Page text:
How To Defend Your Farm From Intruders

Over the past few years rural and agricultural related crimes have been on the rise, while funding to combat these offenses has steadily decreased. Obviously, in rural areas, crimes are less likely to be reported, and suffer a far longer response time.

After a large scale terrorist attack, EMP strike or nuclear war, rural and agricultural areas will most likely be the first to suffer, as police forces are stretched thin. Given that, more than any other household, the rural home needs to be responsible for its own defense.

On Considering Fencing

fencing for defenseAn essential aspect of a home’s security involves in how well it covers the property. With some farms exceeding 1,400 acres in size, it can be unreasonable to expect that such an undertaking could be affordable.

In fact, the price for fencing the perimeter can surpass the value of the farm entirely.

That’s why selective fencing erected to secure valuable resources such as livestock and crops can be a reasonable precaution. To keep unwanted invaders out, a fence needs to stand at least six feet high and be constructed of a sturdy, weatherproof, non-scalable material.

Electric fencing or wire additions can help facing down the human or animal invaders (snakes, coyotes). Going too far in your fencing construction might violate local regulations, so always double check your area’s laws before splurging on the construction of a new fence.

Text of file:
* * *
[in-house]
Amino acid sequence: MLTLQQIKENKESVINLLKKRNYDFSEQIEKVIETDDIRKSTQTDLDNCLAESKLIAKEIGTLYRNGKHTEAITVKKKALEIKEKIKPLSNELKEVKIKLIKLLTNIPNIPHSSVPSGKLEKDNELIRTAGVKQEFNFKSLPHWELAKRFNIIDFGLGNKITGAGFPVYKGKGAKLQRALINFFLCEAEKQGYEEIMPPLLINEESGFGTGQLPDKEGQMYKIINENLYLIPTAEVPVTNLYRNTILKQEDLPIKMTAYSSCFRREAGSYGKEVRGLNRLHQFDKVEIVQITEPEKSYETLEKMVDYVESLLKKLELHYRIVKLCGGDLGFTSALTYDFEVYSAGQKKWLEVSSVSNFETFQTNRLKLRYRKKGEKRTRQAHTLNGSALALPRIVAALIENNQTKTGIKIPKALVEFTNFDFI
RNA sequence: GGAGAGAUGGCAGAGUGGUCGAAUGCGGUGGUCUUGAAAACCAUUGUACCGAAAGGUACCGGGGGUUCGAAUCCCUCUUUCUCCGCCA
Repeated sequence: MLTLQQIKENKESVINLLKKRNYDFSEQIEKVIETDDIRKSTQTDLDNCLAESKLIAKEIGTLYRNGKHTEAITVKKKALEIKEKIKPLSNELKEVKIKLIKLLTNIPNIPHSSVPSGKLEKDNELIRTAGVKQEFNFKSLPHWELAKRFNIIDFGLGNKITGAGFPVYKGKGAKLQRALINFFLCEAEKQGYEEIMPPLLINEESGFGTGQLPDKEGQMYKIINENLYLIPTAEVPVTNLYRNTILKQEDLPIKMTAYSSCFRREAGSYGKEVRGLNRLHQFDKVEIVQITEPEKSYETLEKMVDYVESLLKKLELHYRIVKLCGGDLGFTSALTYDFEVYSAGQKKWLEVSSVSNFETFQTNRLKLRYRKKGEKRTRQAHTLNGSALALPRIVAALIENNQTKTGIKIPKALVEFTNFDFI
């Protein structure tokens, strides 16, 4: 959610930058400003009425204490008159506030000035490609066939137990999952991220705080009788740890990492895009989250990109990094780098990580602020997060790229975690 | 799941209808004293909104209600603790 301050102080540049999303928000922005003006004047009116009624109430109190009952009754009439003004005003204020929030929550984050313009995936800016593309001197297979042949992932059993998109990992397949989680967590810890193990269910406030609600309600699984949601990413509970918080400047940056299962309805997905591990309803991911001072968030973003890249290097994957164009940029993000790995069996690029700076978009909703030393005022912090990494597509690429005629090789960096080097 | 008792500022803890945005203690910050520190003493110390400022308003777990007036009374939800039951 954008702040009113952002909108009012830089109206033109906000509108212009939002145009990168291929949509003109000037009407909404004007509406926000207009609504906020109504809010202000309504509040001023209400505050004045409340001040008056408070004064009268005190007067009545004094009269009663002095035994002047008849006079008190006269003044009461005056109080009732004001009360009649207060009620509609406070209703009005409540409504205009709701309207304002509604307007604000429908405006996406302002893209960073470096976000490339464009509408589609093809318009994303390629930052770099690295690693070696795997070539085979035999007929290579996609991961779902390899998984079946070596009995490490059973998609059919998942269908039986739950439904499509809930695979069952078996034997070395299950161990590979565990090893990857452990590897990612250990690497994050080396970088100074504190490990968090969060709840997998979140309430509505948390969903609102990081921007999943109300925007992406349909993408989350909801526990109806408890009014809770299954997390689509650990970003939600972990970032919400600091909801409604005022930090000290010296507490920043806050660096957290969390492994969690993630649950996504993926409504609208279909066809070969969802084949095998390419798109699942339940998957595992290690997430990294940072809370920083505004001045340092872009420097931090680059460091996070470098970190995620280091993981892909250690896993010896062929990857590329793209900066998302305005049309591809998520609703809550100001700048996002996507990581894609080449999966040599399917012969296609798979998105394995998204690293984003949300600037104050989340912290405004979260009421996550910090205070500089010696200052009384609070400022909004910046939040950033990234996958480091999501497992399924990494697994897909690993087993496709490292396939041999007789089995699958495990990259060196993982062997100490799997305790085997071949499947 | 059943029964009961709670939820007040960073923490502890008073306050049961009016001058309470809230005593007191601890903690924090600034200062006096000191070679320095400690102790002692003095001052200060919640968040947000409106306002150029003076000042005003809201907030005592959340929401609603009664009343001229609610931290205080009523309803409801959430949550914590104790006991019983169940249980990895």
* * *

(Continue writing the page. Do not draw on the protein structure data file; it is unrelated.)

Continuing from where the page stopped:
Additional Coverage Features

While high-tech solutions might not seem cost-effective, the investment in motion sensors, flood lights, and property alarms are far more economical when dealing with a large property. Automated lighting can be extremely effective in maintaining a presence on your property.

Security cameras and tracking systems, concealed by equipment such as water pumps and near sheds, can be invaluable in keeping an eye on all reaches of your property.
Incorporating an alert system (such as provided by most smart phone integration platforms like ADT Pulse,) allows you to be instantly notified when intruders appear on your property.